Quick Tips Tips/Tactics

Quick Tips — The Fly Rod Quick-Dip

September 23, 2018

Some things in fly fishing are obvious right away. The concepts of casting and drifting a fly are intuitive for most anglers after just a bit of instruction and a few trips of experience. Advanced techniques are later pored over in conversations, books, articles and videos. We want to learn. But helpful friends and fly fishing authors probably make too many assumptions (myself included). And a lot of what we take for granted or think is obvious has become second nature only after fishing for a long, long time.

So in this new Quick Tips series on Troutbitten, I’ll focus on the small things that make a big difference — the type of things that some new anglers figure out for themselves but that many veteran anglers may very well have missed.

Backbone of the fishery.

Dip it

Standing in the water, ready for the next cast, the line behind our rod-hand is either tight to the reel or there is some slack. Maybe there’s five feet of line hanging in a loop between the spool and the trigger finger on the rod. Or perhaps there’s just twelve inches of slack line, like this . . .

Dear Sage: Please bring back the 3850 — Signed: all long-liners everywhere.

Now let’s say we want that slack line gone — we want it out through the guides and beyond the rod tip. Sure, we can shoot it on the next cast, but let’s eliminate the extra step.

If we’d rather have that twelve inches of line out past the rod tip, let’s do this:

Dip the rod tip in the water. Do it swiftly. Drag the tip through the current and let go of the line with the trigger finger. The extra line is sucked through the guides and into the water. The slack is taken by the force of the current and by a tension created with the swishing rod tip and the line in the water.

I do this all the time.

Fishing with my young sons is wonderful, because it gives me a fresh perspective. When Aiden asked me the other day why I draw lines in the water with my rod, my answer was simple at first, but it became more complicated. Soon enough, I realized I’d lost his attention but was still answering the question out loud for myself, because I’d never much considered it before.

Standing bank-side or belt-deep in the flow, I guess I draw my rod tip through the water for other reasons too.

Here’s the rest of my answer to Aiden . . .


When the line tangles around the end of the rod, when there are a few loops of line over the first few feet of the rod, a quick flip-and-dip usually solves the problem.

This trouble happens often with long leader mono rigs, and it happens with fly line too. Many times we elevate the rod tip while tying on a new fly or changing rigs. The slack line tends to loop around the tip, and we notice it before we cast. Flip, dip, swoosh, and the loops are out.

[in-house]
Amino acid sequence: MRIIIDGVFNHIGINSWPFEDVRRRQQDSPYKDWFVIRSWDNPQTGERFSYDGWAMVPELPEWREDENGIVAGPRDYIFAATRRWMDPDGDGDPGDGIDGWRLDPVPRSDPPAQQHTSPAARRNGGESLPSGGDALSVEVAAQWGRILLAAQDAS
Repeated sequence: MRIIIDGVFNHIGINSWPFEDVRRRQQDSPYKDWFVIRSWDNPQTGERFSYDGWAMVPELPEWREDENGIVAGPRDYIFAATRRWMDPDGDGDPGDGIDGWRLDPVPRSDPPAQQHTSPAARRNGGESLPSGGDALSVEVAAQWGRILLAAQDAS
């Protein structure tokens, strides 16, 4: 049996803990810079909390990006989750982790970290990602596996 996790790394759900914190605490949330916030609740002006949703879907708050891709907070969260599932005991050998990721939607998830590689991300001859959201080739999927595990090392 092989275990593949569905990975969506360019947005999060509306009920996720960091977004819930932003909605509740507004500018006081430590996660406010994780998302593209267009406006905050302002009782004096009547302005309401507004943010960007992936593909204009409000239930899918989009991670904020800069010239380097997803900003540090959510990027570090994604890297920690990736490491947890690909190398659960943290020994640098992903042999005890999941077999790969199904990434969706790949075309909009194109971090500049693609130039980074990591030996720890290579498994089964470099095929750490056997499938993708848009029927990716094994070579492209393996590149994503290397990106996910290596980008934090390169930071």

Now that I’m aware of the rod tip dip, I can’t help noticing that I do it dozens of times on every trip. It’s a good habit that I never gave much thought. I now notice other fishermen doing the same, but I also see many anglers struggling with other ways to undo the loops around their rod tip. And I see them false casting more times than needed to throw some extra slack.

The water is there, just waiting to be a line-grabber and help you out with a little drag (for a change). Let it help.

Fish hard, friends.


Enjoy the day.
Domenick Swentosky


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Wow if only I knew that sooner. Tried “Euro Nymphing” for the first time this weekend and found the braid often got twisted around the rod tip. I did notice once that it untangled in the flow. Now I know that is something to do. I will be keeping that in my box of top tips. Thanks


I’ll try it. I’m new to the long leader game. It catches fish, but the leader tangle on the end of the rod is an unanticipated nuisance. I’ll try it – but it’s hard to tell which direction the line is on the rod.

Bill Ferguson

Point the rod downstream and shake the tip a little bit. What you describe happens all the time with the mono rig. The above usually works to unwrap line from the tip.


Having trouble following what you are trying to describe. A video would better demonstrate this “Quick Tip.” Thank you, and keep up the great work!.


wow, that’s a fantastic tip…will definitely try that next time I’m tight-lining (which will be next time I’m fishing)…

Alex Argyros

Tried it today. Worked like a charm. Thanks for the great tip.

Domenick Swentosky

Hi. I'm a father of two young boys, a husband, author, fly fishing guide and a musician. I fish for wild brown trout in the cool limestone waters of Central Pennsylvania year round. This is my home, and I love it. Friends. Family. And the river.

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